Thursday, January 27, 2022

Botswana’s electricity index at the lowest in 16 years

Courtesy of the ill-fated Morupule B Power Station and all the intrigue around power generation tendering processes, Botswana’s electricity index in the African Development Bank’s is the lowest it has been in 16 years.

In 2000 when “load shedding” was a term known only to electrical engineers, the country’s electricity index stood at 506.381. The AfDB defines this index as “the total electricity production of a given country, including the energy imported from abroad. This includes both private and public energy generated. The indicator is measured in millions of kilowatt-hours produced per hour and per inhabitant.”

Botswana’s 2000 index was one of the highest on the continent. The following year it rose to 532.041 and to date stands as the highest it has been. However, from then on it was downhill with a slight bump in 2005. The Africa Infrastructure Development Index 2016 that the AfDB released last Thursday shows just how bad the power situation has become in Botswana. In 2013, the electricity index was 214.04 placing the country in position 24 on the continent. The figure dropped to 196.68 (putting the country at position 27) in 2014 and dipped further to 110.18 in 2015 putting Botswana at position 34. This year the index is 80.98 and the country is at position 38, way below Malawi, Lesotho and Swaziland which have weaker national economies.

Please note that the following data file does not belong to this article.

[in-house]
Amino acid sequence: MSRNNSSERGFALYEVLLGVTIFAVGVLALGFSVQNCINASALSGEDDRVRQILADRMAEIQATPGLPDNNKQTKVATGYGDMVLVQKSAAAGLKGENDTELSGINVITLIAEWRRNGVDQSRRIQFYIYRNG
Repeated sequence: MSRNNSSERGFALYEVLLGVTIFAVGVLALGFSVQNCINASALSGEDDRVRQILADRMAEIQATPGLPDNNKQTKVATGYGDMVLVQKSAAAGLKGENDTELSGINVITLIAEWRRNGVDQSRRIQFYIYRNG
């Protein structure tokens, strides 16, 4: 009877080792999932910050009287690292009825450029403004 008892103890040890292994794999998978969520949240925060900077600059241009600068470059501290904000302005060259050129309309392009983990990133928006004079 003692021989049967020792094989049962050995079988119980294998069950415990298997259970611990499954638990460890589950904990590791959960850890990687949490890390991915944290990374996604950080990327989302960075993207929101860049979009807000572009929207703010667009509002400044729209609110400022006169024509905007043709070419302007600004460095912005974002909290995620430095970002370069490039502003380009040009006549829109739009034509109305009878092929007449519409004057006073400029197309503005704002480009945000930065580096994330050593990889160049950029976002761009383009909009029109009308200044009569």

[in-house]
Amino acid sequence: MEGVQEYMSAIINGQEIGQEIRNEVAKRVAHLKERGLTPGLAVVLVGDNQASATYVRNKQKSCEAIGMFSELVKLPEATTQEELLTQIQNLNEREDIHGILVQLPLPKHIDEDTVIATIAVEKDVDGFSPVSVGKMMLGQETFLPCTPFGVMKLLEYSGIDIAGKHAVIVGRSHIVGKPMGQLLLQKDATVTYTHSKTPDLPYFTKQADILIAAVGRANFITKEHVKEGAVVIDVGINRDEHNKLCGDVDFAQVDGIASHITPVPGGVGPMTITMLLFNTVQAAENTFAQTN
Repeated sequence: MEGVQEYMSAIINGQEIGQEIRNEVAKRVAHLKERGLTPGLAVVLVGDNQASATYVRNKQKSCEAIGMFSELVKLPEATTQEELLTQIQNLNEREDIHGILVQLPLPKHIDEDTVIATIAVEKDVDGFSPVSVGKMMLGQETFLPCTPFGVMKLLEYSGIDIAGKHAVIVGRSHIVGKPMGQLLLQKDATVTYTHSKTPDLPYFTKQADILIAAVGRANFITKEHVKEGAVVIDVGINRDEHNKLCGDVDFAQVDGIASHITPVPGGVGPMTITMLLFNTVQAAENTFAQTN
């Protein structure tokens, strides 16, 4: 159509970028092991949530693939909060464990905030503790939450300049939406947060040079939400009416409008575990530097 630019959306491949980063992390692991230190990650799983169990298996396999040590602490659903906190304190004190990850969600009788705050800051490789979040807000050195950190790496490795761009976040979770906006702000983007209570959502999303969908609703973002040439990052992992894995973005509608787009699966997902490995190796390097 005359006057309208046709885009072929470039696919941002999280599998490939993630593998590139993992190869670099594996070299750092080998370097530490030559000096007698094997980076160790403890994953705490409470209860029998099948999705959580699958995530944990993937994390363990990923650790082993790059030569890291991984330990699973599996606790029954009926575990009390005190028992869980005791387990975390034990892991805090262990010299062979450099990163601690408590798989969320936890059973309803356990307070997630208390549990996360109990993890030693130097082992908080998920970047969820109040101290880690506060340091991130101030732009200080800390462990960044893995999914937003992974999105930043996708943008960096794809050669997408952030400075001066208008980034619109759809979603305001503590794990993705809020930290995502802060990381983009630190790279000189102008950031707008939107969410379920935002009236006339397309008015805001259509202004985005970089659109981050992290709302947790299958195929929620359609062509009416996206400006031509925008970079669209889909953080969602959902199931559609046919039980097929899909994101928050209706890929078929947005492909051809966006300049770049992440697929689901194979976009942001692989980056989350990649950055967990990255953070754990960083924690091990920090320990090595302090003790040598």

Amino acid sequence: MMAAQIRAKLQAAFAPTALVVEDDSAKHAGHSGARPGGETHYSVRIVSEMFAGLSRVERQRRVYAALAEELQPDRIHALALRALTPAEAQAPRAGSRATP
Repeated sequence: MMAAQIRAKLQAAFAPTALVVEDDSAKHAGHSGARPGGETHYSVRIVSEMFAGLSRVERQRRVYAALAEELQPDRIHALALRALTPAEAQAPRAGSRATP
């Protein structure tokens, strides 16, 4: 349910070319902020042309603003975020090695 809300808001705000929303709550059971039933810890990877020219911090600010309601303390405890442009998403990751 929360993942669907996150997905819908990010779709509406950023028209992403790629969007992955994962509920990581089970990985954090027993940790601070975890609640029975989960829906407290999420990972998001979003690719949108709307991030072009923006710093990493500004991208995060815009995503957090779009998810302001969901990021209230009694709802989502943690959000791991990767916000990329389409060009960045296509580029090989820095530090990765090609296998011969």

The AIDI, which is compiled by the AfDB is based on four major components: Transport, Electricity, ICT as well as Water & Sanitation. These components are disaggregated into nine indicators that have a direct or indirect impact on productivity and economic growth. West Africa performs is the best performer on the continent in terms of electricity generation.

Interestingly though, power shortage in Botswana is not as severe as it is in some African countries. According to the 2015/2016 edition of the Rand Merchant Bank’s “Where to Invest in Africa” report, loadshedding is much more severe in countries like Congo Brazzaville, Chad, Guinea, Nigeria or Sierra Leone. At the time that the report was compiled, electricity outages in Botswana averaged 10.3 hours a month which paled in comparison to Congo Brazzaville (636.4 hours), Chad (147 hours), Guinea (198.5 hours), Nigeria (262.4 hours) and Sierra Leone (120.6 hours). Congo’s situation meant that a whole month could go by without power supply.

The power supply in Botswana partly accounts for the quality of the country’s infrastructure being placed in a category of ‘Top 5 Deteriorators’. The other four countries are Benin, Libya, Tunisia and Egypt. Like Botswana, the quality of overall infrastructure in these countries has declined badly over the past years. For investors this is bad news because poor infrastructure increases the cost of doing business.

“In many cases, we find that our clients are more concerned about the challenges of doing business than growth and market size, and therefore they place greater emphasis on the risks associated with the different operating environments Africa offers,” the RMB report says. 

On Friday evening beginning at 7 p.m., parts of Gaborone were plunged into darkness, badly affecting Sunday Standard’s production work.


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